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January 11, 2011

Comments

Fred

Last time I looked the US still had 5,000 or so strategic nuclear weapons. I believe that counts as 'power'.

Phil

within a matter of months, weeks, and eventually days

Galba, Otho, Vitellius, that's what I say. (Can't remember what happened next, though.)

chris y

Unfortunately, this only gives the Chinese from 2008-2033 or thereabouts.

Won't really matter though, as most of the world will be uninhabitable after 2033. Look for the long term dominance of the Democratic Republic of Ninavut (2033-as long as they damn well please).

Phil, what happened next was Vespasian, who stabilised the gig for the next 150 years (there was one military coup in 92 CE, otherwise more or less prosperous continuity under a dictatorship riding an economy based on massive military expenditure). Plus ca change and all that.

Alex

Isn't this the premise of a Ken MacLeod novel?

ajay

Yeah, I came to the same conclusion about recent leaders of the Conservative Party: Thatcher lasted 1975-1990, Major lasted 1990-1997, Hague lasted 1997-2001... roughly halving each time, you see. Plot it out and it looks like a nice decay curve. You could run the numbers and work out how long it would take until the average Tory leader lasted less than a day (2038) and how long until the party would have run out of adult British citizens who hadn't already been leader (2062).

Unfortunately this also predicted that David Cameron should have resigned on 15 June 2007.

Phil

So basically you're saying that David Cameron is Vespasian.

Richard J

I'm personally waiting for the tax on urinals.

chris y

So basically you're saying that David Cameron is Vespasian.

I hope he's not. Vespasian was an elderly war hero who looked like a retired boxer. But he had in common with Cameron a strong inclination to cut public spending everywhere except the armed forces, and he gained a reputation as a very effective administrator by doing so. So if the analogy holds, we're stuck with Davey for the next 16 years, and then he'll be canonised.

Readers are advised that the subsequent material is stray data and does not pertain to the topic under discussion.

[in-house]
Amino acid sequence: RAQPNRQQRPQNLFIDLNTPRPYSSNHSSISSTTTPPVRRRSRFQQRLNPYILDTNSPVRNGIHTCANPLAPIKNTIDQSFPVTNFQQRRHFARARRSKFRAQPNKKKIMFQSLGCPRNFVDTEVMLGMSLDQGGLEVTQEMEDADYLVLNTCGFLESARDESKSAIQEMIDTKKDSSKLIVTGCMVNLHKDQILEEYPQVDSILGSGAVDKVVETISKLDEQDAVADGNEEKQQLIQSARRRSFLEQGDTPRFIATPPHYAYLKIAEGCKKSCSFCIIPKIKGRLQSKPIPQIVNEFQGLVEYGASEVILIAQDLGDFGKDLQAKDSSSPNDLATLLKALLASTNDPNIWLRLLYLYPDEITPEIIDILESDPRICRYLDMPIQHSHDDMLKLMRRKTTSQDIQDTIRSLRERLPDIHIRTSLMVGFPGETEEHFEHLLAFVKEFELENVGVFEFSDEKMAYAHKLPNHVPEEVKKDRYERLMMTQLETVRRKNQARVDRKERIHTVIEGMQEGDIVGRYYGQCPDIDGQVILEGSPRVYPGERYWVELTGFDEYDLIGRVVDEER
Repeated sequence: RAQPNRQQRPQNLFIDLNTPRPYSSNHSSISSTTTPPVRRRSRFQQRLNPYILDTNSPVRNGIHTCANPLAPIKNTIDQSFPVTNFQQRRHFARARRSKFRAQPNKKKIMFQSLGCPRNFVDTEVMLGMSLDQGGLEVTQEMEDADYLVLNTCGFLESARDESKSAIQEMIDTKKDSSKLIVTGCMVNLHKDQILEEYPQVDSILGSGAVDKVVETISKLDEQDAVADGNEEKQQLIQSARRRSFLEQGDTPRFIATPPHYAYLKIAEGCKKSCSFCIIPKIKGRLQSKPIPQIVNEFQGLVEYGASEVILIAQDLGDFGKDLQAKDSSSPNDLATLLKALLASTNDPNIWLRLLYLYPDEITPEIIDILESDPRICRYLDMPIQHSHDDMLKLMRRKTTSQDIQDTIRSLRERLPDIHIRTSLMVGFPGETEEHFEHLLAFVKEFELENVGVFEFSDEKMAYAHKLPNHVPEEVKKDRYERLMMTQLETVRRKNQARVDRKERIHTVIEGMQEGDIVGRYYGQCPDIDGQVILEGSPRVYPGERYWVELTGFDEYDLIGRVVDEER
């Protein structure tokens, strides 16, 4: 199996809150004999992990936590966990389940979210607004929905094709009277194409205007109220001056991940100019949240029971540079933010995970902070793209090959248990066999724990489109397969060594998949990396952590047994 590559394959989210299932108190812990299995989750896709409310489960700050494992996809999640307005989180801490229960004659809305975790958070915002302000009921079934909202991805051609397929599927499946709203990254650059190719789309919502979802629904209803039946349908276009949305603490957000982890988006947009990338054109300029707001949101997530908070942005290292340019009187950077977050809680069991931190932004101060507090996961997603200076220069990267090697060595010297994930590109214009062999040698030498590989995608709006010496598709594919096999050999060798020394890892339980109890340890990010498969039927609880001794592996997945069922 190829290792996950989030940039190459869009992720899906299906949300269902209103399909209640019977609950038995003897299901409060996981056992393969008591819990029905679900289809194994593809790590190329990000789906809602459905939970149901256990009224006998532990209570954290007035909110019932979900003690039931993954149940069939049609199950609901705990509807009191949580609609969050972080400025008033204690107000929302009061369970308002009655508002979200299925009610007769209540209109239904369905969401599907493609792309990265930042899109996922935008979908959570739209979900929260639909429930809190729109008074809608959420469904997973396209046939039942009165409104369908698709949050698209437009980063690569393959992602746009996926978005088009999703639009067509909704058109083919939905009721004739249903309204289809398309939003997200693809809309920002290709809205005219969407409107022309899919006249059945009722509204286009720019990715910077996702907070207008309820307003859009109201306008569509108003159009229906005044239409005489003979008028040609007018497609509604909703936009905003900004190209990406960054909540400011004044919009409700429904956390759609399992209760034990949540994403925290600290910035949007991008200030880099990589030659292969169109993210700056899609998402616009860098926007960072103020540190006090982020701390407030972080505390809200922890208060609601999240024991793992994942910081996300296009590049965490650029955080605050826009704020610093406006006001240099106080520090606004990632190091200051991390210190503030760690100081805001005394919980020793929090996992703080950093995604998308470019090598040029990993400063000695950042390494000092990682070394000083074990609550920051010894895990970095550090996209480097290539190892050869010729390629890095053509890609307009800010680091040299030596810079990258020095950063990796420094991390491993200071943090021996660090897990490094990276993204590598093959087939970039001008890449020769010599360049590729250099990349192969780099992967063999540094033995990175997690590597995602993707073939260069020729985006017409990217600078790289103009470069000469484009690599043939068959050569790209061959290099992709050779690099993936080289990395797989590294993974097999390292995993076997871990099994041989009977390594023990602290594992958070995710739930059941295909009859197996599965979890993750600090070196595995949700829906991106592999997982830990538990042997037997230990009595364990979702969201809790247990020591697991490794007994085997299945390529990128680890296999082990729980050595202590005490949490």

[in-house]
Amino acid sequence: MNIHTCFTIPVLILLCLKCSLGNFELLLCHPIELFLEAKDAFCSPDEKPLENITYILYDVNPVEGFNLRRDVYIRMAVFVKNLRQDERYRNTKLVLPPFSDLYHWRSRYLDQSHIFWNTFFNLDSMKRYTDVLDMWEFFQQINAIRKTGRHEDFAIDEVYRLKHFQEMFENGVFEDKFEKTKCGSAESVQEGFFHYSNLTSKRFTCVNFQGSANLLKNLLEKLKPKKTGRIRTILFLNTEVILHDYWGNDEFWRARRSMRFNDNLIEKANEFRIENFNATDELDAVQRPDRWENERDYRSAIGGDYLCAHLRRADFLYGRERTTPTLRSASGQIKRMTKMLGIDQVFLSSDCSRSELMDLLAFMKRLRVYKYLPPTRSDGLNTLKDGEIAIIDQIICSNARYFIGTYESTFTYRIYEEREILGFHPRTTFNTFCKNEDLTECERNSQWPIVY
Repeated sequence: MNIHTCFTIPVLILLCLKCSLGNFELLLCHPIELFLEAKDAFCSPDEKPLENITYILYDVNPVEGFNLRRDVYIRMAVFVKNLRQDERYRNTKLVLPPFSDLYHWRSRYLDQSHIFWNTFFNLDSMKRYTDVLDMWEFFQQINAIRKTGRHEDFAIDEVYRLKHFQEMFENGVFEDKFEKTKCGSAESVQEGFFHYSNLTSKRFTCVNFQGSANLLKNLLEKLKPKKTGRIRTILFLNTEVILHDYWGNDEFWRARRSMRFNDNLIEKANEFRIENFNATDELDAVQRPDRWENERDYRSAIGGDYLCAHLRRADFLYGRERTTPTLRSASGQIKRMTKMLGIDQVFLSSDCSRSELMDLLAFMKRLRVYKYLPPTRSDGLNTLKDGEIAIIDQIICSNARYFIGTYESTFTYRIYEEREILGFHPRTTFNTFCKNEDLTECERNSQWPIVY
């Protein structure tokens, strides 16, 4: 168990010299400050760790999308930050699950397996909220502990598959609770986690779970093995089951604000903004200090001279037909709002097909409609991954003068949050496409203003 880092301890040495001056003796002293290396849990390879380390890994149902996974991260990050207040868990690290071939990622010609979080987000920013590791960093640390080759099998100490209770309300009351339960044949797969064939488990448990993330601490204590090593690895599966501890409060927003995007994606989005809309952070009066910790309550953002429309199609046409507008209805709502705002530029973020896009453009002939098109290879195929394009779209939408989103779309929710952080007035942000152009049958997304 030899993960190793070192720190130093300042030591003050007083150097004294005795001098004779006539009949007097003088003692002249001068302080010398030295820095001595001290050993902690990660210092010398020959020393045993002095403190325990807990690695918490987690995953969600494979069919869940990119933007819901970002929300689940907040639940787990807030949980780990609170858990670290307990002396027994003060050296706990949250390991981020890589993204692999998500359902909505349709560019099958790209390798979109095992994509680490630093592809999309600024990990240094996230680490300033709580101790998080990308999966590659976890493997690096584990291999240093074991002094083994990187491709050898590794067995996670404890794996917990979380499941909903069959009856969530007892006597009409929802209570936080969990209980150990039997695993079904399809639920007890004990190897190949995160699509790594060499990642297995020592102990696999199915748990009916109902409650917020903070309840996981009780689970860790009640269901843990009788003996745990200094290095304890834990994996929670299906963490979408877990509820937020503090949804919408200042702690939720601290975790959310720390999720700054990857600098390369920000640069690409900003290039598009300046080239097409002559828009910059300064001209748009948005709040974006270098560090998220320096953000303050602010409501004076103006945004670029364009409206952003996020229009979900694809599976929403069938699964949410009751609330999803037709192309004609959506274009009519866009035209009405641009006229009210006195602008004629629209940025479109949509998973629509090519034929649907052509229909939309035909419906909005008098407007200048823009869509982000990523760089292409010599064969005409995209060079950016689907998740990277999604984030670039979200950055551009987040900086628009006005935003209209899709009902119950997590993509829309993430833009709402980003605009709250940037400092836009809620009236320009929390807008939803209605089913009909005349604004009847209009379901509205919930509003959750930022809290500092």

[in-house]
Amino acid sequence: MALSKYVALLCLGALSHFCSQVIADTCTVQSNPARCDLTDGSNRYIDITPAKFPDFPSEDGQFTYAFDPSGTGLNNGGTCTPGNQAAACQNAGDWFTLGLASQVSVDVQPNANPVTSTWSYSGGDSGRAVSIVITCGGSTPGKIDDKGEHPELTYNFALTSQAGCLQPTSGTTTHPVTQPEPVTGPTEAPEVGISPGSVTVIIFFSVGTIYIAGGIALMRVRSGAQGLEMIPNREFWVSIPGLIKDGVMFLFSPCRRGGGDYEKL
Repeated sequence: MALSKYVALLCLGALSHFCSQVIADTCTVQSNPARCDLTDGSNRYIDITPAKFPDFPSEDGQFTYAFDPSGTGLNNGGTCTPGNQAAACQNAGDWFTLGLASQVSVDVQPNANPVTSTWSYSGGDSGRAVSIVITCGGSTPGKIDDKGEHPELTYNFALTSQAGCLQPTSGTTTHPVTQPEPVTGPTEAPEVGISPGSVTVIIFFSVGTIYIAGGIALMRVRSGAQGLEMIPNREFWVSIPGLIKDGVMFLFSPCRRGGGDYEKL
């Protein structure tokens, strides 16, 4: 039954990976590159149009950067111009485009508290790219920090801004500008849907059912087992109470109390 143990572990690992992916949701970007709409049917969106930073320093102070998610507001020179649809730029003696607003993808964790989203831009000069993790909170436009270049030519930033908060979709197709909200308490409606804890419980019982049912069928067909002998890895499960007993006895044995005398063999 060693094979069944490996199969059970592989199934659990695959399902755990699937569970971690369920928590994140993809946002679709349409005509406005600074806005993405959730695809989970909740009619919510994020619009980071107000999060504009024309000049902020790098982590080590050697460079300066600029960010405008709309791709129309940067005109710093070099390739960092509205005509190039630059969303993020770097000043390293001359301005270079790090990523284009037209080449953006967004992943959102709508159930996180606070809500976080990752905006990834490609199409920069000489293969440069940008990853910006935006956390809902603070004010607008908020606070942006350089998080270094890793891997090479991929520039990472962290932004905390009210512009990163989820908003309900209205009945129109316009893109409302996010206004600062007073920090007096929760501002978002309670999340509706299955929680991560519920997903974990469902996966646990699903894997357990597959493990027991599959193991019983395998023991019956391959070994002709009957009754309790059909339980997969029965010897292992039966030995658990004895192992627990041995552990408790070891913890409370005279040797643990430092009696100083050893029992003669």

ejh

Not really. The point about Vespasian is that the civil war came before him.

Richard J

But who would his two (mainly useless) sons be?

Richard J

Oh, right. Nick Clegg and George Osborne.

BenSix

You know how in computer games success becomes more difficult as one progresses through the levels? Well, let's assume that Nick Bostrom is right that we're living in a simulation. Maybe the Akkadian Empire was "beginner" and we've been approaching "expert".

JamesP

Except that traditionally in Civ-type games, the difficulty curve is the other way round - the hardest part is the beginning, and by the time you have all the toys at the end, it's a bit of a doddle.

I must read more Ken McLeod. I've only read THE NIGHT SESSIONS, which I thought was ace.

ajay

He pops up in comments here sometimes; perhaps he knows which of his books Alex is referring to?

BenSix

Hrm - but does the player get tired of building new empires and look for silly ways of blowing up the...whole...game...

Oh dear.

Matthew

"Unfortunately this also predicted that David Cameron should have resigned on 15 June 2007. "

31st October 2006 (the nice chart is missing though)

http://mattysarchive.blogspot.com/2005/12/its-cameron.html

Dan Nexon

Book in 1932? You could totally get a contract for that in 2010!

ajay

Matthew: IIRC it depends whether you assume it's a decay curve or a quadratic...

Alex

ISTR when I extrapolated this it showed that everyone would get sick of Dave about two weeks after the elections.

Ken MacLeod

The decay curve of empires isn't a premise of any of my novels, but the idea does sort of resonate with one of them, The Sky Road. The 2060s strand of that has (in background) lots of small to medium-sized states that run their wars in simulation to save themselves the trouble, and then abide by the results, until ... well, the other strand of the story is set centuries later, in a new civilization that has some very strange notions about what ours was like. (That bit's mostly set in and around Lochcarron, where people are like that already independent in their thinking.)

Richard J